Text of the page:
First and most crucial is to establish clear objectives. What exactly do you want the software to do? What functions must it include? And how must it integrate with existing housing and financial systems?
Clear and documented objectives are the only way to make a well-informed decision about which solution to choose.
The second factor is: who scores the tender? After many years serving the sector, we’re clear on the most important stakeholder, and that’s the service charge team. These are the people who will use the software on a daily basis. These are the people with the business problem that the system has to solve.
Only the service charge team can ensure a system that meets your objectives, that gets the desired results. Frequently we find tenders run by the IT department – simply because “it’s software” – and yet IT’s concerns are often completely at odds with the business need.
Thirdly, all tenders nowadays have to consider social value – indeed, the Government’s Social Value Model (2020) mandates a minimum weighting of 10% of the overall score. Government guidance seems aimed at construction projects, where environmental and social concerns are more easily defined. But even in software procurement you can identify social considerations in your tender, such as job creation, charitable donations and the nature of the shortlisted companies themselves.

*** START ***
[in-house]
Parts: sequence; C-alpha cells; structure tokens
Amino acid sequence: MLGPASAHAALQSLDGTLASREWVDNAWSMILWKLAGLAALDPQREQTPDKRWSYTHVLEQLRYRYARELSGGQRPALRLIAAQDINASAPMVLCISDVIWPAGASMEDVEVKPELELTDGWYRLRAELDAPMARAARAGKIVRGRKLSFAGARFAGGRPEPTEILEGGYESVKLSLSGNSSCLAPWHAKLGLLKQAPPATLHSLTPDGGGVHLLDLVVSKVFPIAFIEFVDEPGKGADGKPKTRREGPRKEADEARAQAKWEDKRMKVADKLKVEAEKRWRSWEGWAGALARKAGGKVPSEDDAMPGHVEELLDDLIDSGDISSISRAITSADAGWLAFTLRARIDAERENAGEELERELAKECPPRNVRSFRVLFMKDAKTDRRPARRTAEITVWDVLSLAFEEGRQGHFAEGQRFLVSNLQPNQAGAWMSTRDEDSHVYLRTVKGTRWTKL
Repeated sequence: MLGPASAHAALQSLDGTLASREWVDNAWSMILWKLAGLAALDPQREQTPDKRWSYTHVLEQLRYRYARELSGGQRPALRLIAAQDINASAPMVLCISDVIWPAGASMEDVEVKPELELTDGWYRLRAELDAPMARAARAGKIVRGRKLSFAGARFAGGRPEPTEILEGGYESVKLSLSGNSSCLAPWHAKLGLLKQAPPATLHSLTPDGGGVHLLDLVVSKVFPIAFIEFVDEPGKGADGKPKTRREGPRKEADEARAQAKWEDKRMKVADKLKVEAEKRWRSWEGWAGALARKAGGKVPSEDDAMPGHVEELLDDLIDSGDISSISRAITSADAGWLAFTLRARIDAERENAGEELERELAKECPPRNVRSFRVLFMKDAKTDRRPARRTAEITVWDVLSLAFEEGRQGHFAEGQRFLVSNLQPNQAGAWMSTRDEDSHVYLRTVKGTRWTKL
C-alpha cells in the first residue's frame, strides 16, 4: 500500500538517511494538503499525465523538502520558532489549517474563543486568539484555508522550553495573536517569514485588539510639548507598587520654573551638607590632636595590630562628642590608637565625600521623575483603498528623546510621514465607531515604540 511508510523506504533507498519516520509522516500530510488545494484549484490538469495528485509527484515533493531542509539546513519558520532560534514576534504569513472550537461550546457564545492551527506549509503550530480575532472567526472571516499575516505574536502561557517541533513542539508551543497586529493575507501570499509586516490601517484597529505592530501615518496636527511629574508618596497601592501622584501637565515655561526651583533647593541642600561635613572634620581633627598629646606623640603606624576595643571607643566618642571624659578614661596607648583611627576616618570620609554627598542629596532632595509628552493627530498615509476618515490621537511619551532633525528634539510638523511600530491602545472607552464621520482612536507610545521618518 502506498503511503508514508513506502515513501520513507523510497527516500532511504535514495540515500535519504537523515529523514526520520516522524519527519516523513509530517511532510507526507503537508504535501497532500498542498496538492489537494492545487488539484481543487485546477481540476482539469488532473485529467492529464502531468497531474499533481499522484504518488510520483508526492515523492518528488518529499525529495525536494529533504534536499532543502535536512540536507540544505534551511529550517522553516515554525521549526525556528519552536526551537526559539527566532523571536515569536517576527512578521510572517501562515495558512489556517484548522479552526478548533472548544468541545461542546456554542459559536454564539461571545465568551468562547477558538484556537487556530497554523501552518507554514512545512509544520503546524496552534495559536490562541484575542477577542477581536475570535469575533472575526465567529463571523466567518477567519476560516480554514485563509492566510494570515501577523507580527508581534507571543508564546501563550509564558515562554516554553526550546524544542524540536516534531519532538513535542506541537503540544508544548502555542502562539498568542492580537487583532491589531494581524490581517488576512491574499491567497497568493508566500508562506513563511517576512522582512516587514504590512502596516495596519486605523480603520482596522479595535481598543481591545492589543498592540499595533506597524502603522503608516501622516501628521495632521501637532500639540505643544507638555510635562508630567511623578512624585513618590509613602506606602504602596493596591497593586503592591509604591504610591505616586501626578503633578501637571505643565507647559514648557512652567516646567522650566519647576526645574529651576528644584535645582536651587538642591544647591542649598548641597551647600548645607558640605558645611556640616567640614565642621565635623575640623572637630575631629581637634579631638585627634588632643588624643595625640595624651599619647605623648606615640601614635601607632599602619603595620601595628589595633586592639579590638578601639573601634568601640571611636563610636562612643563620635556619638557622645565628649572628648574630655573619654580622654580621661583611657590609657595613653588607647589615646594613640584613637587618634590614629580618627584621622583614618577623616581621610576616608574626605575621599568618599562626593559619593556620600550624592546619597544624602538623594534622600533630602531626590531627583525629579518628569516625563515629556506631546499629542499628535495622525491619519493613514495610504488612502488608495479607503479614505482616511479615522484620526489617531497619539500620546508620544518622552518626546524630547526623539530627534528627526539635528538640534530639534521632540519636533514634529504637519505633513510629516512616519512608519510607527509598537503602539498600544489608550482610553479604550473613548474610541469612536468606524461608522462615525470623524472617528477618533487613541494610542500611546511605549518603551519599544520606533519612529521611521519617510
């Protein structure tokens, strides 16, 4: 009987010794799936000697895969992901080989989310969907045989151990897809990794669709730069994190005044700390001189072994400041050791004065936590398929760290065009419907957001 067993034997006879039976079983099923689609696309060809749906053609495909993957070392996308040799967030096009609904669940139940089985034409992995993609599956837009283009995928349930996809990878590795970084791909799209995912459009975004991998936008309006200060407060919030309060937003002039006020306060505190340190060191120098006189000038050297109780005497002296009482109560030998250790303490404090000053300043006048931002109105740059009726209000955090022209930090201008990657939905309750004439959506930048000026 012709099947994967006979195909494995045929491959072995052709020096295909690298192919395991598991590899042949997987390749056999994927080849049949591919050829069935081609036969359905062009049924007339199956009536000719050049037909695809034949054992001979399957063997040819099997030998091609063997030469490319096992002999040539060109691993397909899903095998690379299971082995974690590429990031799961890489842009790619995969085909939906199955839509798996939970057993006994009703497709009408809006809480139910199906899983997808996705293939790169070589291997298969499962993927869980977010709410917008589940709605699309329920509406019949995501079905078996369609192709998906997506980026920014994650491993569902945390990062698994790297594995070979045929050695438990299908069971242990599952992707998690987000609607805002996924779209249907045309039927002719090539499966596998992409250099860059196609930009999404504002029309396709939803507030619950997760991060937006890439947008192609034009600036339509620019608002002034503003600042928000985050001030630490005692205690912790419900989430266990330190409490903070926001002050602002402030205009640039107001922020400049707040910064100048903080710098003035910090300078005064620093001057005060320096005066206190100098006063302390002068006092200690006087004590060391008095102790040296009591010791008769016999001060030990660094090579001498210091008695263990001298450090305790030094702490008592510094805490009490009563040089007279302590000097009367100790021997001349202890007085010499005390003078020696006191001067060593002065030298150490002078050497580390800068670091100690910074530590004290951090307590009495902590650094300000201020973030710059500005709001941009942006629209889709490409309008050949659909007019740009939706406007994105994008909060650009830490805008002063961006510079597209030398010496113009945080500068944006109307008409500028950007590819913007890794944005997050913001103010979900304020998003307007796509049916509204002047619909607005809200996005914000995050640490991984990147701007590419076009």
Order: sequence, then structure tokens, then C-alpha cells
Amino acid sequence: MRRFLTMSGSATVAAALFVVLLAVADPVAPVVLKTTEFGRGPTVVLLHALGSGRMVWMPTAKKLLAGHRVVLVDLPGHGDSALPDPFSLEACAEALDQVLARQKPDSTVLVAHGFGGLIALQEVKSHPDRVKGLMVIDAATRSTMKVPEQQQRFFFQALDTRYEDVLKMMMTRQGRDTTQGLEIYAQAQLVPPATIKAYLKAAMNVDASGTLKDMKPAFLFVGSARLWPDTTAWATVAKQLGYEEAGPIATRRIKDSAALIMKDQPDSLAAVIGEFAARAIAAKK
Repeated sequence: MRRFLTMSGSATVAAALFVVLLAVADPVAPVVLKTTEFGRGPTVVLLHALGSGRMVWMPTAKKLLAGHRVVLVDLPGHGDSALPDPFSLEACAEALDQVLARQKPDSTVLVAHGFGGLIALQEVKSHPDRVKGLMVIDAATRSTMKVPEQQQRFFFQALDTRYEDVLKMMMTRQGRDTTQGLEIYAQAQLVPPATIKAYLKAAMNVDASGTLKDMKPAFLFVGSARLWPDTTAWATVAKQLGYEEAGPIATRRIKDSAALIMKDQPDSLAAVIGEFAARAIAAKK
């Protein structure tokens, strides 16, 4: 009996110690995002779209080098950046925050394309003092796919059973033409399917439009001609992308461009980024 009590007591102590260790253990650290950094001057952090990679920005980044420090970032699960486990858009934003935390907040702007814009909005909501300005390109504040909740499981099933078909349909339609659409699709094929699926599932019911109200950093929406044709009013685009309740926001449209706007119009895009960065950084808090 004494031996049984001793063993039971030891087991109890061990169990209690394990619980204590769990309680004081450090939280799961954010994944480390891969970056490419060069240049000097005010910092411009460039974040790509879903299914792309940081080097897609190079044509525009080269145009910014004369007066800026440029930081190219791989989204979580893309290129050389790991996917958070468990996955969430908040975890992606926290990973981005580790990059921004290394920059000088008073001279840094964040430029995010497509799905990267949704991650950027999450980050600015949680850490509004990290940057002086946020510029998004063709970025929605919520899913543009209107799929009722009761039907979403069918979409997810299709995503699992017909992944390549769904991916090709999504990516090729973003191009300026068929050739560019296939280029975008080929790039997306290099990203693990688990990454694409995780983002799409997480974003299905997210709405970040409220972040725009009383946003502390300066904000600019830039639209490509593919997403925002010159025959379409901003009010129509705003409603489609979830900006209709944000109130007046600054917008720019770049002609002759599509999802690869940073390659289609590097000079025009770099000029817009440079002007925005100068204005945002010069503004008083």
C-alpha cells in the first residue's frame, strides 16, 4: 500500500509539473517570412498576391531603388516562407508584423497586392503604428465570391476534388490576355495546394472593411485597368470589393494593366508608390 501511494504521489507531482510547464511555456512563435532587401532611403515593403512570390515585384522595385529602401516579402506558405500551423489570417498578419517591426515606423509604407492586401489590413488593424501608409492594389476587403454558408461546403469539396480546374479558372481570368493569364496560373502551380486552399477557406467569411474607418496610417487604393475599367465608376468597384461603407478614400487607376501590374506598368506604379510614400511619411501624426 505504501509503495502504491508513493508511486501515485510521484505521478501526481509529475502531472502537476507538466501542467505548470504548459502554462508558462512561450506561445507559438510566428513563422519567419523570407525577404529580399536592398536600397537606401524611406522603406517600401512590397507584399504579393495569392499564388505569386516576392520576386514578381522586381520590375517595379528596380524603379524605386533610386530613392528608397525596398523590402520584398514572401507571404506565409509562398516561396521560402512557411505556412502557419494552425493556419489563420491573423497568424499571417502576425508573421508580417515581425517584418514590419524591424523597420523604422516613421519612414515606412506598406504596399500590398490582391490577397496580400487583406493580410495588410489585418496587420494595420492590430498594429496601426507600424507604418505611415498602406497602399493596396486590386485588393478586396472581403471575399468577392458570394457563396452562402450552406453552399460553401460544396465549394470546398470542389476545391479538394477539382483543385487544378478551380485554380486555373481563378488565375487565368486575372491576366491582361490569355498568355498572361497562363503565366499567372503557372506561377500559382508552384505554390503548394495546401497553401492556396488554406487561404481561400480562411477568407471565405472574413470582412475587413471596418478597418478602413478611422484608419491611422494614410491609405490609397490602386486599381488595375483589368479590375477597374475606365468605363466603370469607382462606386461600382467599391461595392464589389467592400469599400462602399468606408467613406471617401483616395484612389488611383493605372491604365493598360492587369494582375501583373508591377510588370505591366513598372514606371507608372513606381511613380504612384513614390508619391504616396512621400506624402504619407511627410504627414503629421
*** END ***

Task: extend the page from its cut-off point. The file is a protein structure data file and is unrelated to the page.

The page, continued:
Finally, do your research. Narrow your shortlist by visiting housing associations who have already implemented service charge systems. See the issues they’ve encountered and the lessons they’ve learnt. See how well the various suppliers have provided support.
A successful tender for service charge software needs careful consideration of all of the above. Clear objectives, the primary involvement of the service charge team, and business needs front and center. Awareness of the software landscape – which products are available, how successfully they’re being used – will give added confidence in your shortlist. And considering social value in your tender will help you demonstrate a commitment to wider social and economic objectives.